The lovely and talented Benita Epstein, the Friday chick in King Feature’s SIX CHIX daily comic, has been published in hundreds of magazines, including the New Yorker, Harvard Business Review, Wall Street Journal, USA Weekend, and Reader’s Digest -- and she wields a mean table saw, too.
She’s also probably one of the only cartoonists to have studied yellow-fever mosquitoes, photosynthesis, lung surfactant, autism and purine metabolism.
Check out Benita’s website for a cornucopia of comical cartoons on everything from empowerment managing theory to genetic engineering.
1. When you were a kid, did you want to be a cartoonist? Did you draw?
I drew, but never considered cartooning as a career. My sister and I wrote these horrible cartoon books that poked fun of people we didn’t like (A Day in the Life of So-And-So). I was more interested in science and that‘s the direction I took.
2. What was your first paying cartoon job?
Within two weeks of deciding to become a cartoonist I sold a gag cartoon to American Scientist.
3. Your cartoons have been published by all the major markets, including the cartoonist’s Holy Grail – the New Yorker? Was it tough getting in?
It’s not tough getting in. It’s tough STAYING in.
4. You have a B.S. and an M.S. in Entomology. How did that lead to a career as a cartoonist?
There’s no connection at all. After about twenty years conducting scientific and medical research, I was due for a change. I had no idea what cartooning was all about. I abruptly changed careers and was positive it would work out.
5. What’s your favorite rejected strip or gag?
I sent this duck waiter cartoon around to several places and never sold it. I thought it was funny. Maybe too corny. I eventually used it in DRAWING A CROWD, my panel with Creators.
6. How important is it for a cartoonist to have a website?
A professional cartoonist absolutely needs a website or a blog or both.
7. What’s the future of gag cartooning? The Internet?
Gag cartoons in print magazines are pretty much on their way out, except a few big magazines like Reader’s Digest or the New Yorker and a few trade magazines and association publications. However, there are so many opportunities on the Internet it is staggering. People love humor no matter what form it’s in.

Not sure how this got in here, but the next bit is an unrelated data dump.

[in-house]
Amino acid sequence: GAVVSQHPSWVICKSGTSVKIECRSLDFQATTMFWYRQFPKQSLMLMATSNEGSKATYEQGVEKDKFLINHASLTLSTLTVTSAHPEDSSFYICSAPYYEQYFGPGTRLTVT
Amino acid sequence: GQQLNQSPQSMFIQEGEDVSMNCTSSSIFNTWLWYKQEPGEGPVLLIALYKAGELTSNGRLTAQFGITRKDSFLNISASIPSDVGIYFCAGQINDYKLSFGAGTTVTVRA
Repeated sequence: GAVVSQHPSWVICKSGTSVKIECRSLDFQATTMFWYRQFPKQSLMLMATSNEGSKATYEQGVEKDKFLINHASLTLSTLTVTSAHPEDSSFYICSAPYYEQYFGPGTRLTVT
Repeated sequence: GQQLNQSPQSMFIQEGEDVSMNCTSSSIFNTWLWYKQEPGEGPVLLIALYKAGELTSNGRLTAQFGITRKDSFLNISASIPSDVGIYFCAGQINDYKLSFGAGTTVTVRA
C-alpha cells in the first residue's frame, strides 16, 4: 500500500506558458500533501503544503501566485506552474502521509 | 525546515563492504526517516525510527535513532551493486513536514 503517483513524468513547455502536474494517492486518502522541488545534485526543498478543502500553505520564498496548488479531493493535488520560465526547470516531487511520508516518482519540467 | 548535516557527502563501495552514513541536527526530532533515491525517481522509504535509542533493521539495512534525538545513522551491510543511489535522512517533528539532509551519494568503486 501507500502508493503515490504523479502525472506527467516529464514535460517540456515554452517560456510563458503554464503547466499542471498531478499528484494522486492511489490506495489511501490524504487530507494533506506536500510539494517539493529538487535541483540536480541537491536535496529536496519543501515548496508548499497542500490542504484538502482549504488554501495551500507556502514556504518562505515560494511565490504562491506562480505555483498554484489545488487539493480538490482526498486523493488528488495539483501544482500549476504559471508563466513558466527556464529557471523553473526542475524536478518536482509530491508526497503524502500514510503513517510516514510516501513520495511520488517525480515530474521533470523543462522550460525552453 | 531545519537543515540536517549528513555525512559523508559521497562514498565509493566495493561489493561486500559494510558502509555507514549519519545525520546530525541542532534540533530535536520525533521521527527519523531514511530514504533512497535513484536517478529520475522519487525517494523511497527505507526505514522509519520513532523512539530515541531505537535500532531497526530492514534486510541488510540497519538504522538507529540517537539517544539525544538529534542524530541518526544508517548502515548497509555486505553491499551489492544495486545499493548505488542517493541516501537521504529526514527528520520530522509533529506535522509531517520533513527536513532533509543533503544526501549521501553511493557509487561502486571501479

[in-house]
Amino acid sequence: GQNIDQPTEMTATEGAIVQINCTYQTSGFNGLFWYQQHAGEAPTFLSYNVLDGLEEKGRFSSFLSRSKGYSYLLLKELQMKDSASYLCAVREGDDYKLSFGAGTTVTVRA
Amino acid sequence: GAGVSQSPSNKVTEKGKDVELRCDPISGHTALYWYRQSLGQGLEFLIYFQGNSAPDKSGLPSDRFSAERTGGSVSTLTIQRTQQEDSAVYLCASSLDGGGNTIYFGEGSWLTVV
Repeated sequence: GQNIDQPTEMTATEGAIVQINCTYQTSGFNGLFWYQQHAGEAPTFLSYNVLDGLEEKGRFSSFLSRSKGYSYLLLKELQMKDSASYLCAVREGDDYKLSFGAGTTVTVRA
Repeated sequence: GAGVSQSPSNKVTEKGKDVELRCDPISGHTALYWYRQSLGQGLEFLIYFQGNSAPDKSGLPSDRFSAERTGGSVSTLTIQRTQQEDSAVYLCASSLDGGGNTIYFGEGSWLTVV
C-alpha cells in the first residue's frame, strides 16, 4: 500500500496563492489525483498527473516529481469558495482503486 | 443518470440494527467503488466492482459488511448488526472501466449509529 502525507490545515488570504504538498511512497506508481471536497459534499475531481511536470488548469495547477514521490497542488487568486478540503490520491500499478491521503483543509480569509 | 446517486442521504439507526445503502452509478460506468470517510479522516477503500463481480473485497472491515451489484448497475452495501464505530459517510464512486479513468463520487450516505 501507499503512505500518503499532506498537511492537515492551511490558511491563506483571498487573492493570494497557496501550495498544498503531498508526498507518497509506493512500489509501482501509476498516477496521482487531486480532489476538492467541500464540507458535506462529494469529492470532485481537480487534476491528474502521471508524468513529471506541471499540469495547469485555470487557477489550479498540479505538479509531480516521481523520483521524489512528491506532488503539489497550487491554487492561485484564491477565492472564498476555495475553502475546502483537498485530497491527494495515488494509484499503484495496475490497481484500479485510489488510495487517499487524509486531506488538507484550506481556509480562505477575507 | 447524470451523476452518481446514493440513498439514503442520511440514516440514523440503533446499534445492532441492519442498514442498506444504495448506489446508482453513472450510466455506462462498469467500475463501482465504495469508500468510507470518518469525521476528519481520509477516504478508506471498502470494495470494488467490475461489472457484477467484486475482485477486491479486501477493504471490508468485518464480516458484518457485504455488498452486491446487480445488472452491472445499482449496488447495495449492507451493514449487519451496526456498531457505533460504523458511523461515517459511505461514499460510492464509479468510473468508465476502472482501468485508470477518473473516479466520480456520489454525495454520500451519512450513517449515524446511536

8. Name five of your favorite cartoonists.
The other SIX CHIX! (Isabella Bannerman, Margaret Shulock, Rina Piccolo, Anne Gibbons and Stephanie Piro).
9. Should the Lockhorns try open marriage to spice up their relationship?
10. How do you develop ideas? Which comes first, words or pictures?
I have a vague idea of a scenario, then come words, jokes, how the caption sounds. Then comes the composition and drawing.
11. Do you ever worry about running out of ideas?
No. But, I worry about repeating my own ideas. I’ve done that before.
12. What’s more important, raw talent or perseverance?
Perseverance. And for gag cartoons a real sense of what’s funny.
13. What kind of editor do you prefer, hands-on or laissez-faire?
For assignments/commissions I like exact instructions. For my syndicated panels, Creators and King Features let me have free range (within reason).
14. What are your favorite books, TV shows, songs and films? (Yes, that counts as one question.)
BOOKS: The God of Small Things, A House for Mr. Biswas
TV: The Office
FILMS: The Godfather
SONGS: This is dating myself, but mostly songs from the 50’s-70’s.
15. What are your tools of the trade?
Pencil on copy paper. Pigma Micro pen on HP laserjet paper, scan and Photoshop.
16. What’s the best part about being a cartoonist?
It’s not so much being a cartoonist as the freelance part. I have contracts and obligations, but there’s still plenty of time to do what I want, not stay in one field or get stuck in a rut. Plus all those years of marketing myself paid off.
17. Have you met any of your cartoonist idols? Under what circumstances?
I’ve meet a lot of cartoonists at Reubens weekends, chapter meetings, the Ohio Cartoon Festival.
18. What advice would you give aspiring cartoonists?
Get a lot of experience outside the cartoon world, travel, go to college.
19. How important are awards?
They’re important if you’re the one getting the award.
20. What’s something that nobody knows about you?
A few people know this. I have the grapheme form of synesthesia where letters and numbers are perceived as colors. Others with this are the physicist, Richard Feynman, Russian writer, Vladimir Nabokov.